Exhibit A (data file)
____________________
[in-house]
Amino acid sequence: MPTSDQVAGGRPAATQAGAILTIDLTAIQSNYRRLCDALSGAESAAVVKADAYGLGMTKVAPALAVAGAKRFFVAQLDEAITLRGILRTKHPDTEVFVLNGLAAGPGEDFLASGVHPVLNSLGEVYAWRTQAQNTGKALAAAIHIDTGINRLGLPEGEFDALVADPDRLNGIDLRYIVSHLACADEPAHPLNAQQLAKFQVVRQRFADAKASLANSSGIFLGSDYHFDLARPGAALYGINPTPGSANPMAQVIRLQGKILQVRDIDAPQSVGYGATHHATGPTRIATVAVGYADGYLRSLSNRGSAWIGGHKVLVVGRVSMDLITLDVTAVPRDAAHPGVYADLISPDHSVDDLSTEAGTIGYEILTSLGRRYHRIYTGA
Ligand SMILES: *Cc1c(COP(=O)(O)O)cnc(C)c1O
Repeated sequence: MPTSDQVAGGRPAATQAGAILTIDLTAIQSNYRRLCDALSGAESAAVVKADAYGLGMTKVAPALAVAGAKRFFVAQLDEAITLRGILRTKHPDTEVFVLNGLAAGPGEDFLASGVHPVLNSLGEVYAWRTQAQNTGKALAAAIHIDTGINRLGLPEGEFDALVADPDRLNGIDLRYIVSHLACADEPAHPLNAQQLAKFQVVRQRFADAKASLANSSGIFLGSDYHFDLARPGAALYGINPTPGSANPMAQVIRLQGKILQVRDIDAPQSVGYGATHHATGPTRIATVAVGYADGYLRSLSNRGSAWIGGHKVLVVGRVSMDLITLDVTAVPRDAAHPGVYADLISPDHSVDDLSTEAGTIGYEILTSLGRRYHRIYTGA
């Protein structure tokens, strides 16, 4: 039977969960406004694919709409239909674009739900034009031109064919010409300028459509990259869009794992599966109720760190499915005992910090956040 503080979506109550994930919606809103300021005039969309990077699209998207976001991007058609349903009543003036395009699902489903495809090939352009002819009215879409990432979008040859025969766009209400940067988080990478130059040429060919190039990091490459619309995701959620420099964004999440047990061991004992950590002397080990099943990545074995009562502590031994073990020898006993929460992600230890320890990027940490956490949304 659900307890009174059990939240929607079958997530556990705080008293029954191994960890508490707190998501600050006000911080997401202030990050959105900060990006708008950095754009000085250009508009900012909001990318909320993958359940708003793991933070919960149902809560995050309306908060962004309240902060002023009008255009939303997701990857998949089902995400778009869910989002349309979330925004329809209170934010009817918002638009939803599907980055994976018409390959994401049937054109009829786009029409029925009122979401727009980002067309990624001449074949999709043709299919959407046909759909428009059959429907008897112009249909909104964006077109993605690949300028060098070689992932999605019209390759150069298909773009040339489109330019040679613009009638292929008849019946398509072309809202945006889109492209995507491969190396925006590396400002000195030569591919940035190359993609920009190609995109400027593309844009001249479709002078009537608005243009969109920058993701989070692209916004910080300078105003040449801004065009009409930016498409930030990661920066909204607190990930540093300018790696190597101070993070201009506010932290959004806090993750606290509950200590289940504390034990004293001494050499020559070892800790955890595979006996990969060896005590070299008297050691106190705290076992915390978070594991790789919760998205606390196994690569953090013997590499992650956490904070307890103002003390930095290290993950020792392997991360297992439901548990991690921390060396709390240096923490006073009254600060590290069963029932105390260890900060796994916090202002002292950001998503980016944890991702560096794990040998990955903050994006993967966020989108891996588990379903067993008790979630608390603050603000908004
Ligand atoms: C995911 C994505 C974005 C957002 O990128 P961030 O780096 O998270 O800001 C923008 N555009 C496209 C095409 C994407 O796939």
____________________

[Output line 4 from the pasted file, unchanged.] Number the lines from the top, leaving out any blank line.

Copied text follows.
Repeated sequence: MPTSDQVAGGRPAATQAGAILTIDLTAIQSNYRRLCDALSGAESAAVVKADAYGLGMTKVAPALAVAGAKRFFVAQLDEAITLRGILRTKHPDTEVFVLNGLAAGPGEDFLASGVHPVLNSLGEVYAWRTQAQNTGKALAAAIHIDTGINRLGLPEGEFDALVADPDRLNGIDLRYIVSHLACADEPAHPLNAQQLAKFQVVRQRFADAKASLANSSGIFLGSDYHFDLARPGAALYGINPTPGSANPMAQVIRLQGKILQVRDIDAPQSVGYGATHHATGPTRIATVAVGYADGYLRSLSNRGSAWIGGHKVLVVGRVSMDLITLDVTAVPRDAAHPGVYADLISPDHSVDDLSTEAGTIGYEILTSLGRRYHRIYTGA